The art in Trespass is at times cryptic and not easily accessible. I will look, think, read the title, look, think, and still not always understand what some of the works are saying. But, unlike, unfortunately, some works of contemporary art of which the same can be said yet the solution seems to be that they are in fact not saying anything, I am convinced that these artists have an important message, even if it is not immediately apparent, and I am intrigued enough to vow to check back again later, maybe next year, to see if life has taught me enough by then to crack the code of comprehension.
The more explicit works challenge society, especially gentrification and the vast economic disparity of America. Although simple, Graffiti Research Lab’s juxtaposition of the words “New Yorker” scrawled on a torn-down wall in the slums of “Hell’s Kitchen” next to “New Yorker” in glimmering light off buildings symbolic of wealth in the distance remind us that, although we may live in close proximity, rich and poor America are worlds apart in actuality. Again, simple but poignant, Filippo Minelli has stenciled the socially-significant American words “Facebook,” “Myspace,” and “Flickr” on the walls and grounds of places technology has literally left in its dust in Cambodia and Mali. A sign mimicking those of the London Tube remind passersby to “Mind the Income Gap.” Silkscreened image of black fingerprints on a pole in the city offers a small human presence in a mechanized, dehumanized urban world, as does JR’s mesmerizing 28 Millimeters, Women are Heroes: eyes painted all over the sides of shanty houses on a hill in Rio de Janeiro. Graffiti grew out of people writing so-and-so “was here” on walls, reminding us that some person, who cares who, stood in this place and wanted his human presence to be felt.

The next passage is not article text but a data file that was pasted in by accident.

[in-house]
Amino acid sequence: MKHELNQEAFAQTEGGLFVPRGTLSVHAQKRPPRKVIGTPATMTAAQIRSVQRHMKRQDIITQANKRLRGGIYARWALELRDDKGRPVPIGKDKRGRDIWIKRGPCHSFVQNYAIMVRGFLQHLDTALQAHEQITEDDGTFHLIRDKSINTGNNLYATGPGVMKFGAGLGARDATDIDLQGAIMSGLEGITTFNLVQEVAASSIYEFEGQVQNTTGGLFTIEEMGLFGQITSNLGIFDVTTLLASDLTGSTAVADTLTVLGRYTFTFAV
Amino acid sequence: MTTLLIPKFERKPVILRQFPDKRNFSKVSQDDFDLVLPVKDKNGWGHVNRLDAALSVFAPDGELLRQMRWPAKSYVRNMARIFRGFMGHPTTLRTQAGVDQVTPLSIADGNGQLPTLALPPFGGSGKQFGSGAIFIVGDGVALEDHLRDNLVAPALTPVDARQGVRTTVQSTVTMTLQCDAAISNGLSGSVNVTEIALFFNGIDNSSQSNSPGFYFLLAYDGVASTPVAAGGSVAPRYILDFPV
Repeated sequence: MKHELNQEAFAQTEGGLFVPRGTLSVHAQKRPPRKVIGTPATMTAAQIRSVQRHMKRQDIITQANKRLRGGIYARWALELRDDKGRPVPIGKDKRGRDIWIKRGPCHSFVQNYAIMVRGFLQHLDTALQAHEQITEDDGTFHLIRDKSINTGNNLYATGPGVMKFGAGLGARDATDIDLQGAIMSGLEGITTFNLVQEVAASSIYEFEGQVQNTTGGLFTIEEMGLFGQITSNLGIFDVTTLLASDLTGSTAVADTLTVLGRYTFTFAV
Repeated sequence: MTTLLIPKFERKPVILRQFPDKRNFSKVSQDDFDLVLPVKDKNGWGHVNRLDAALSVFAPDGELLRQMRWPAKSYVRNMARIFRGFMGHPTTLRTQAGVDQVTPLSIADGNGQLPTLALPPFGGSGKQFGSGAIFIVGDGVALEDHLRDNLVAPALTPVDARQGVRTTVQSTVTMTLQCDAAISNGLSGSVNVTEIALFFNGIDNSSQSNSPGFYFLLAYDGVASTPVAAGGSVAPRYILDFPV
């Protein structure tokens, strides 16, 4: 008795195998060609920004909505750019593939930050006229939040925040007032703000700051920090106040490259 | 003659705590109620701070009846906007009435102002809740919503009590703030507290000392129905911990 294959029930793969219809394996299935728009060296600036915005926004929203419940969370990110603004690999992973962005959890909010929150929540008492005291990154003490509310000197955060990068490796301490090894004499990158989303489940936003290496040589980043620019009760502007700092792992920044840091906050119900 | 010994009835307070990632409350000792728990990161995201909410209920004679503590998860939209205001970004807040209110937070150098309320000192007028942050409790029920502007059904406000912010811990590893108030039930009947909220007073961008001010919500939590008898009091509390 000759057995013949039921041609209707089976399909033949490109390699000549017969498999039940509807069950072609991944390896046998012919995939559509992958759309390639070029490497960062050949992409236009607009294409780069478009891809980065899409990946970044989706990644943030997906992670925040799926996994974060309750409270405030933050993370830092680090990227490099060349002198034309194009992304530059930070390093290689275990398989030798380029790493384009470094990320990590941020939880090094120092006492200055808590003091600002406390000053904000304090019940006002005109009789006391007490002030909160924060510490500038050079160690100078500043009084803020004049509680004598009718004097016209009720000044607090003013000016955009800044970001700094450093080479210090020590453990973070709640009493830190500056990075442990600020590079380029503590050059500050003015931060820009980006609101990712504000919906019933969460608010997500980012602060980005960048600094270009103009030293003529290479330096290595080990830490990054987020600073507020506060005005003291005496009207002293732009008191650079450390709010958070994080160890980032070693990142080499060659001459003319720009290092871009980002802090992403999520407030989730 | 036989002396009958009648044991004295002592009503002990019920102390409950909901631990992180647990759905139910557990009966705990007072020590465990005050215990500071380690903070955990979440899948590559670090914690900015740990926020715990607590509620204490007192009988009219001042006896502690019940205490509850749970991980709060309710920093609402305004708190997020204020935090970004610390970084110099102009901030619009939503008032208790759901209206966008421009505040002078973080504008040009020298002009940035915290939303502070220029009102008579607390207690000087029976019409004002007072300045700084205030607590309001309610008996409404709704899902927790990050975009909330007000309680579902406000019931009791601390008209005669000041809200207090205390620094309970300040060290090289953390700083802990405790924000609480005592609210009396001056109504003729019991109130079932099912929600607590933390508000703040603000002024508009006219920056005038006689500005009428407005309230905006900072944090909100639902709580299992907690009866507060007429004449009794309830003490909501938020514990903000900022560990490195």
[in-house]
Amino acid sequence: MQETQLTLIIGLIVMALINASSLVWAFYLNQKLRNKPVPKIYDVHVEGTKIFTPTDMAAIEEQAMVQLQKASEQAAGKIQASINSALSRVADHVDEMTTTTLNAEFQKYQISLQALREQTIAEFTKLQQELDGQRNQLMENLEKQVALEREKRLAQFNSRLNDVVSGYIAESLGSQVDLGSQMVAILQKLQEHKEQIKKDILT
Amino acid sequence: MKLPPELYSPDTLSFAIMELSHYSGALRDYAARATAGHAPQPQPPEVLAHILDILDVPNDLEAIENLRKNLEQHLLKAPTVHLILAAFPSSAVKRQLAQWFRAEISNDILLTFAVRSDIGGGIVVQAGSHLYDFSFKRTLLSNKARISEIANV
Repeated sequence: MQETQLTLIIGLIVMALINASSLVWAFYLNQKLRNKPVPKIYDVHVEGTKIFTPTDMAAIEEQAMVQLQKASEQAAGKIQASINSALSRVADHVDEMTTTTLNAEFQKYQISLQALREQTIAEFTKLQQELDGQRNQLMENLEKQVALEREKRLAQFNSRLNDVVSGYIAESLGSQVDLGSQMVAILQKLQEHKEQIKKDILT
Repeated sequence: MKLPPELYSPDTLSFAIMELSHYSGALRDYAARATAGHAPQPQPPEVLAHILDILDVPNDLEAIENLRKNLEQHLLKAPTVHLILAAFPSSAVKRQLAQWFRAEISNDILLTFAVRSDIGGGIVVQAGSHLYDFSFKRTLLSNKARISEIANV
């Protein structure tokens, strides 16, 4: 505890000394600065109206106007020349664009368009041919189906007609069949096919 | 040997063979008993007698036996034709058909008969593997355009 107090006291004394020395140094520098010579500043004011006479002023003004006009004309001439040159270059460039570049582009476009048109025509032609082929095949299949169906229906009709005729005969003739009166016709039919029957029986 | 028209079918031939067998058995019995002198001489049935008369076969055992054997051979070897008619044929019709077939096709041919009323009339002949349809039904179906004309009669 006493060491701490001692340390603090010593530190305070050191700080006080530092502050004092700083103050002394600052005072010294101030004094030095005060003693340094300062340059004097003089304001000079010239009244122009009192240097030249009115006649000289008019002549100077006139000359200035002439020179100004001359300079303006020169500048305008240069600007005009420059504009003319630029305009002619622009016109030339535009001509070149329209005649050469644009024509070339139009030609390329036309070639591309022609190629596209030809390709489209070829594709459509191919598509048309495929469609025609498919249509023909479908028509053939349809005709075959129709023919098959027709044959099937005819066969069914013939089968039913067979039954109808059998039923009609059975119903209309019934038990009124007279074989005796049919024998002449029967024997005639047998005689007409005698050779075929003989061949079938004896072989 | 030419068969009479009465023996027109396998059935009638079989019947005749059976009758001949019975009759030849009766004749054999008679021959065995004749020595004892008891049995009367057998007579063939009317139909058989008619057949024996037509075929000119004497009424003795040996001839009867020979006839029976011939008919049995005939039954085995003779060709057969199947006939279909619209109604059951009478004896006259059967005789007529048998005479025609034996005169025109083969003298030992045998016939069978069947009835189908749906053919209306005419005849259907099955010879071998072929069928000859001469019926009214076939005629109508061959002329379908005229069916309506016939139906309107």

Some of the most enjoyable works are simply clever and cheeky, such as electrical plugs added to the ends of double yellow lines on the street, which become electrical cords in the artist’s mind, or legs painted over the edge of the white space in a “Do Not Enter” sign, as if a man is disobeying this command in the most literal sense. There are even Christy Rupp’s hilarious and disturbing rats painted on the sides of cardboard boxes dumped into trash piles on the street. The range of urban art is astonishing, reminding us that, while confronting the injustices of an arbitrary world is necessary, when faced with the absurdities of life, humor and playfulness are equally valuable responses. A chapter on “Magical Thinking” really plays, quite literally, with the idea of an alternate reality in the streets, with miniature boats floating on puddles or inflatable bears blown up by the air from street grates.